In many ways, our teaching methods still emulate the model depicted in the picture above: instructors lecture, “pouring” knowledge into groups of passive students. A growing body of evidence, however, suggests that “active learning” techniques – where students actively engage material – are a more effective teaching strategy.
While I was an Active Learning Initiative (ALI) postdoc at Cornell University, I designed active learning exercises for large lower-level sociology courses and collected data on their effectiveness. The goal was to create a corpus of activities for instructors to use in the classroom as well as to systematically study differences in student outcomes between traditional and active learning environments. This process included creating active learning interventions used in 200-300 person lecture courses, designing/fielding assessments to measure educational gains, and mentoring TAs in designing active learning materials for 15-30 person discussion sections.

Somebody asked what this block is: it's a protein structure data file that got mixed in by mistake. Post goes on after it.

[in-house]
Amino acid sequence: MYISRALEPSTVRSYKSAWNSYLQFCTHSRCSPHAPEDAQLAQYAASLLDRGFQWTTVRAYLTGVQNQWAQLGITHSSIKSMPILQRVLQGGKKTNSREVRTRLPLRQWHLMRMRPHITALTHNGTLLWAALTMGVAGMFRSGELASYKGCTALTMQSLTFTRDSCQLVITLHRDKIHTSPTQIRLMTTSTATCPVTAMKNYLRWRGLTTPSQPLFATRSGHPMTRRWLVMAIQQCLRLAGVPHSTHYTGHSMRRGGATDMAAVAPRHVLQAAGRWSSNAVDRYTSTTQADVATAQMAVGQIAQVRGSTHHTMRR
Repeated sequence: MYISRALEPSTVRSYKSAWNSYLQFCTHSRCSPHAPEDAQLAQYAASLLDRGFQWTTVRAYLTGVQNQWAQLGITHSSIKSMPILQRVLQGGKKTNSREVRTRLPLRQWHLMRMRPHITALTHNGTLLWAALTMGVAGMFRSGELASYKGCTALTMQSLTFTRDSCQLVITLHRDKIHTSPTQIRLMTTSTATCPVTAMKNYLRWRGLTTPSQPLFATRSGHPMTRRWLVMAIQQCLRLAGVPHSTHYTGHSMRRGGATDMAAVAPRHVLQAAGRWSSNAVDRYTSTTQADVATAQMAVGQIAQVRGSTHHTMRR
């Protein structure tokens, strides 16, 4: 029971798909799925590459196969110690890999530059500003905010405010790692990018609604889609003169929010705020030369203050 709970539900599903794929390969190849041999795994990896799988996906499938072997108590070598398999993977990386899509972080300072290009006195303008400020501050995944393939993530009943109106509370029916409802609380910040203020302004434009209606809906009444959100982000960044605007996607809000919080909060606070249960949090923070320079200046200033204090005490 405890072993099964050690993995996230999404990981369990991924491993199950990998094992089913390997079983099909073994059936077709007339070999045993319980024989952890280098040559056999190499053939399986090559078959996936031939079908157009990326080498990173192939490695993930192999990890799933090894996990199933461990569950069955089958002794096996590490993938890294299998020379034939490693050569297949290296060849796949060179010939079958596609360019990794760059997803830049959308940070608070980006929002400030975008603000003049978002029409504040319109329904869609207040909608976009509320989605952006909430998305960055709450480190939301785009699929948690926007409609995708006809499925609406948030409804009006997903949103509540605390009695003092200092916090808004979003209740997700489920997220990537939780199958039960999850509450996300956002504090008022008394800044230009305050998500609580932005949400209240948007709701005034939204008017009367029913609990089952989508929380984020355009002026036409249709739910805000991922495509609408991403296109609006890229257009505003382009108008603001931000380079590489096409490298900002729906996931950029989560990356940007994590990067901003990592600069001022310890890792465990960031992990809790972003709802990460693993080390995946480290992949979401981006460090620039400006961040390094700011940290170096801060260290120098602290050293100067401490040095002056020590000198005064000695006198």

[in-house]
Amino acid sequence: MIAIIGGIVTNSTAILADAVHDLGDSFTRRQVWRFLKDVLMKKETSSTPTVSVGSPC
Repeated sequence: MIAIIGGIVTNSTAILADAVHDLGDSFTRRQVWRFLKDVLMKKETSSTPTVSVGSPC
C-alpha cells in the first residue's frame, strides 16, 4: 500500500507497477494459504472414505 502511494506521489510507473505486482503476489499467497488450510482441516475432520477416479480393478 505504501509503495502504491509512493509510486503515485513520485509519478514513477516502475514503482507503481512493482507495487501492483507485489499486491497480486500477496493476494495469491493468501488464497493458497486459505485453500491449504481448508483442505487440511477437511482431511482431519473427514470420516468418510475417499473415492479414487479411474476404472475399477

Based on this work, my co-authors and I are working on SoTL projects sharing our unique method for training TA's for teaching, and also exploring ideas to measure the impact of active learning on student evaluations in the social sciences.